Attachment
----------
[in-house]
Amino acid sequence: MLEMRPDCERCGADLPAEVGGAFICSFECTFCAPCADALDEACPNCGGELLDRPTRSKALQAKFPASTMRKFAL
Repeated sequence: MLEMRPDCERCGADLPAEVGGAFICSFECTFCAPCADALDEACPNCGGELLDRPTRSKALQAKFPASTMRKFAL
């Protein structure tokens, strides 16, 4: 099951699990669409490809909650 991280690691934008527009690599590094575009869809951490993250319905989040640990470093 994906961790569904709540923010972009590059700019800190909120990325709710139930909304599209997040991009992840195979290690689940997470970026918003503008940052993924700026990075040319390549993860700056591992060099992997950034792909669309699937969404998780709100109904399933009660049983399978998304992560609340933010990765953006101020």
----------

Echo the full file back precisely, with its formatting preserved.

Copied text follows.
[in-house]
Amino acid sequence: MLEMRPDCERCGADLPAEVGGAFICSFECTFCAPCADALDEACPNCGGELLDRPTRSKALQAKFPASTMRKFAL
Repeated sequence: MLEMRPDCERCGADLPAEVGGAFICSFECTFCAPCADALDEACPNCGGELLDRPTRSKALQAKFPASTMRKFAL
């Protein structure tokens, strides 16, 4: 099951699990669409490809909650 991280690691934008527009690599590094575009869809951490993250319905989040640990470093 994906961790569904709540923010972009590059700019800190909120990325709710139930909304599209997040991009992840195979290690689940997470970026918003503008940052993924700026990075040319390549993860700056591992060099992997950034792909669309699937969404998780709100109904399933009660049983399978998304992560609340933010990765953006101020």